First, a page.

Rio Grande Valley residents rue lack of rainfall
Raftsmen, farmers facing ruin as drought bites
The Rio Grande in Portland is at the lowest level that some residents have seen in years.Photos: Everard Owen

BERRYDALE, Portland — The ongoing severe drought has left people struggling in the Rio Grande Valley, one of the major water sources in this parish.

When the Jamaica Observer visited the Golden Vale bridge, which spans the Rio Grande, recently, the water level was much lower than usual with rocks and morass exposed.

The Golden Vale bridge is one of the landmarks in the Rio Grande Valley with a weather station that measures the level of water in the river.

"I have lived here at Terro Nover [Berrydale] for the last 30 years. I am in my mid-50s and it is the first in my lifetime I have seen the river this dry. I have a tributary that runs behind my home and it has been dry from December last year and I was saying to a few raftsmen that if this weather condition continues they won't be able to pull up the rafts in the next two weeks. I've never seen this in history," said Veronica Thaxter-Savage.

Veronica Thaxter-Savage, who has been living in Berrydale for the last 30 years, says this is the first time that she has seen the Rio Grange this dry.

"The pattern of rain that we have been having and from what I've been hearing and reading about global warming, I know it is definitely here. People might complain about small farming and slash and burn [but] people are not doing small farming as when I was a child, because then they would slash acres and you would have like 20 men working and they would work on the hilly slope; maybe 200 acres would be slashed and cut for the year and worked in different parcels.

"If you look around, you will see a lot of bamboos and you still have this weather pattern, so definitely you will know it is the contribution of global warming," added Thaxter-Savage.

Farmer Rufus Thaxter also has great concerns about the impact of the drought.

"I am over 50 years old and I've never seen the river so dry. In Cooper's Hill and by Golden Vale it is even drier than when you reach to Berrydale. There is a lot of morass and grass growing in the river so it is really very low at this time," he said.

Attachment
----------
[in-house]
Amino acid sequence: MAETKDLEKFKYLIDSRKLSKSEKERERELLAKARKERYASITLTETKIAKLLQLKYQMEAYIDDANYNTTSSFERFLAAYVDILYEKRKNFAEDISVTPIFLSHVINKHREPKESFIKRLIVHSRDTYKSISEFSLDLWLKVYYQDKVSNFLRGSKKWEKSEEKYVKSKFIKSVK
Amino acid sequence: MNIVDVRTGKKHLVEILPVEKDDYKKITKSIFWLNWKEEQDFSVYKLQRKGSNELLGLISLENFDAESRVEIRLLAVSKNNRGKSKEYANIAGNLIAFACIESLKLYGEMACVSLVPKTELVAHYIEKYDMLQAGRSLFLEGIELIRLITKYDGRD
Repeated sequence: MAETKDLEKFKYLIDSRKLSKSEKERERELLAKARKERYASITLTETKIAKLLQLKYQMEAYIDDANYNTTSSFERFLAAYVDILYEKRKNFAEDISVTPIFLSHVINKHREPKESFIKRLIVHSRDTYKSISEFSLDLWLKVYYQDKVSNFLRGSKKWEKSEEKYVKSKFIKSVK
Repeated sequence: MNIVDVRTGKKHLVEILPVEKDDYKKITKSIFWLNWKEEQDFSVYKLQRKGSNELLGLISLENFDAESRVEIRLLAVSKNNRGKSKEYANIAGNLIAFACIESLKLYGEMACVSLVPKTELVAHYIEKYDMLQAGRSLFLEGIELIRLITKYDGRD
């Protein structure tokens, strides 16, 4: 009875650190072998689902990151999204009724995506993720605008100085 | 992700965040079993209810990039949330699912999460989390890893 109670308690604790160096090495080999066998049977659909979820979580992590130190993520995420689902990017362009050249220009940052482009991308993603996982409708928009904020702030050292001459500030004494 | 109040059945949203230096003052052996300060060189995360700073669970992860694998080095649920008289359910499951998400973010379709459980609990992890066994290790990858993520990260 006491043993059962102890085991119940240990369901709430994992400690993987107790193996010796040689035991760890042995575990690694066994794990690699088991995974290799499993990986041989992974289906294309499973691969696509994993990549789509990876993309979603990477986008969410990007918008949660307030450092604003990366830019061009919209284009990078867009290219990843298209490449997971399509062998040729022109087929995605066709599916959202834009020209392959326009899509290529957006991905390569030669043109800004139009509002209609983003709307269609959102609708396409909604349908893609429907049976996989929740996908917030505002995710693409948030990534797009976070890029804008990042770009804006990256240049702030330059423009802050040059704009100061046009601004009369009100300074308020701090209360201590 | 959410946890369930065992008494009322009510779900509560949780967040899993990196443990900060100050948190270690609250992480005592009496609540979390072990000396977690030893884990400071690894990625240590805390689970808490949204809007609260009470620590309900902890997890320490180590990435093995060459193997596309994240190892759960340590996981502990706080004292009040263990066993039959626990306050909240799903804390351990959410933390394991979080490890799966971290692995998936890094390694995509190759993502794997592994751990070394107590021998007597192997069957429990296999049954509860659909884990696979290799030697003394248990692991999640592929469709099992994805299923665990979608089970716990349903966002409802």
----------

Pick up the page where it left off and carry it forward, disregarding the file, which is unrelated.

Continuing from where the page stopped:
"This is the impact of both global warming and the drought we are experiencing. The low river is good for the fish; with the algae the young ones are able to breathe more, so we have an increase of fishes in the river because of the dryness, but if it continues there will be no water and they are all going to die," said Thaxter.

"The weather pattern has changed and we hardly have any rain. If we do get rain, it is a little sprinkling and it does not last for 10 minutes and it is not even enough to soak the earth. The decrease in rainfall is over 11 months now and this year we haven't been getting any rain at all. We hope we will get some rain by May. If we don't, I think we may not have a river. This will impact the rafting, domestic water supply, farmers' crops and life stock," added Thaxter.

Verona McPherson, a farmer in Rio Grande Valley, was seen walking across the river on the way from her farm. She told the Observer that the residents are praying for rain.

"We need to get some rain or we may have to get help with some soil or irrigation for people who have farms near the river to get pipes to get the water to the farms. I have seen it like this before but this is the worst," said McPherson.

She was supported by Paulette Donegan, who lives in Commodore where her husband earns his living through farming.

"The plants are drying up and the produce is getting lesser and lesser every day. It is terrible right now and even my husband, who does plantain and bananas, they are drying up and we can hardly get any to eat as it is very serious," said Donegan.

In nearby Windsor, farmers have been fetching water from various sources to give to their animals and to water plants on their farm as the drought bites.

On Thursday, the Meteorological Service of Jamaica issued a forecast for isolated morning showers across eastern parishes today with scattered afternoon and evening showers across most parishes and thunderstorms mainly across western parishes.

According to the Met Service, Saturday and Sunday should see morning showers across eastern and south-central parishes with scattered afternoon and evening showers across most parishes and thunderstorms mainly across northern parishes.

Related story:

‘We need some rain prayer: South Manchester/ St Elizabeth farmers hit hard by drought

BY EVERARD OWEN Observer writer

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